Create and use strong passwords, and change them often enough that it's unlikely that a cracker would have managed to guess them. Make any users on your machine do the same. Run the same tools that the crackers are going to use against your passwords yourself, and find out where your weaknesses are. Always assume that the people who want into your machine have got more CPU to throw at the problem than you do, and always assume that they've already got a copy of your password file and that the clock is ticking. You aren't doing anyone any favors by allowing users to use weak passwords because they're computer novices and strong passwords will be too difficult for them to remember. When their accounts are broken into and trashed because they used poor passwords, it'll bother them a lot more than having to remember strong passwords.
On the other hand, don't trust that anyone has your best interests in mind while you're working to protect their best interests. The legal system has only the faintest clue how to apply the existing laws to computer issues, and the legislative branch of the U.S. government is going out of its way to pander to the deep-pocket special interests to write yet more bad laws regarding computer security. Make absolutely certain that you know what you're expected and allowed to do on the systems you're securing, and get it in writing. It might save you a fair chunk of change in legal fees someday.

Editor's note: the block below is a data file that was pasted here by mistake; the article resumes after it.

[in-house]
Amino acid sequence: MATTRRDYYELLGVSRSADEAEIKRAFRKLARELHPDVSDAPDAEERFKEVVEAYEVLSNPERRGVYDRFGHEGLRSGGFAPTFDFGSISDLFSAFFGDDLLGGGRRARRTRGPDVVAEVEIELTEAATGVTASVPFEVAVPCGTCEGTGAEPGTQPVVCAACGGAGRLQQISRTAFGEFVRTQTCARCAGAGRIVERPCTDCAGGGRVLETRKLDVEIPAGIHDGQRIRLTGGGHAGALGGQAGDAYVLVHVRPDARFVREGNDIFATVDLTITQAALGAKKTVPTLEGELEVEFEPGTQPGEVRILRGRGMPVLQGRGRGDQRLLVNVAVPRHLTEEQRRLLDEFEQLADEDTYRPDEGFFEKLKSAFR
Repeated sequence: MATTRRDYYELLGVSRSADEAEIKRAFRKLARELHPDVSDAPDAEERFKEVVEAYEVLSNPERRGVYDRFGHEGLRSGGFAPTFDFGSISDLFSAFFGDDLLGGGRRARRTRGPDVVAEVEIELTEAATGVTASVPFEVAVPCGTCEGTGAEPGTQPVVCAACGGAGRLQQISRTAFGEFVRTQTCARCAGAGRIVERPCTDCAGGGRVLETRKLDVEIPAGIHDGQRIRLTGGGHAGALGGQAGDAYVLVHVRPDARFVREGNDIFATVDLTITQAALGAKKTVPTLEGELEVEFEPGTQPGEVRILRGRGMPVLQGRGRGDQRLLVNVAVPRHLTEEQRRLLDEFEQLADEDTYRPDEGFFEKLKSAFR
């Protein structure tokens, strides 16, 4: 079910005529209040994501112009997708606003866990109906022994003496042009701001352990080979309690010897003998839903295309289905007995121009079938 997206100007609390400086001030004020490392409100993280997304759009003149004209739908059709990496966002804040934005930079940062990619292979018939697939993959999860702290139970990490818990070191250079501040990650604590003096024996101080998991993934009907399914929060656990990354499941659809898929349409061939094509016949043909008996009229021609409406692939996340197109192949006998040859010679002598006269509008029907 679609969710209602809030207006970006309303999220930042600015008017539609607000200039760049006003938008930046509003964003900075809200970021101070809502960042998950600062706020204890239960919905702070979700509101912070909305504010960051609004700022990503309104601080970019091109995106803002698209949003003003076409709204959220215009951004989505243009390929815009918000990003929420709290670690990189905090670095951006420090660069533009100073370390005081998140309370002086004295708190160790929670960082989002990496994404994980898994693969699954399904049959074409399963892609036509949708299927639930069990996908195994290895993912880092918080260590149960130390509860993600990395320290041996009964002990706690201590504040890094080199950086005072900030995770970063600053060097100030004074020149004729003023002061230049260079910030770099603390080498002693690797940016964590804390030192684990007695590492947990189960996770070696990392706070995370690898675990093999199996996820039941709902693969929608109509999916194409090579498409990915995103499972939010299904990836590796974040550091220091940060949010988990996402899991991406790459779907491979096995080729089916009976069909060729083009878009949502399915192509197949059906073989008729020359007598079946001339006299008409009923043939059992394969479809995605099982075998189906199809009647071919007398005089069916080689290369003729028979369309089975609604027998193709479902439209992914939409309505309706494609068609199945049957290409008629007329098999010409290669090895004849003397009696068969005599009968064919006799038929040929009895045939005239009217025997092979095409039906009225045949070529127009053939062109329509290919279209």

Oh, and although I shouldn't have to mention it, people who write down their passwords on post-it notes and stick them to their monitors , inside their pencil holders, or in their desk drawers, should have their computer (as well as several more life-critical) privileges revoked . People who think they're clever and stick them to the bottoms of their desk drawers aren't much better. Don't write down, share, or otherwise let your passwords out of your skull. Mandate enforceable sanctions against users who do any of these things, and then enforce them.
Password security isn't fun, and as long as we've got to live with the simplicity of the small key space and ever increasing CPU power, it's going to get less fun as time goes on, but it's something we've got to do. People who refuse to take the issue seriously are endangering their, your, and every other person on the system's data and security, and are acting in a manner completely disrespectful to your and other user 's very reasonable security concerns. If they've not the slightest shred of consideration for you, you've no obligation to show the slightest consideration to them, as you boot their sorry behinds off the system.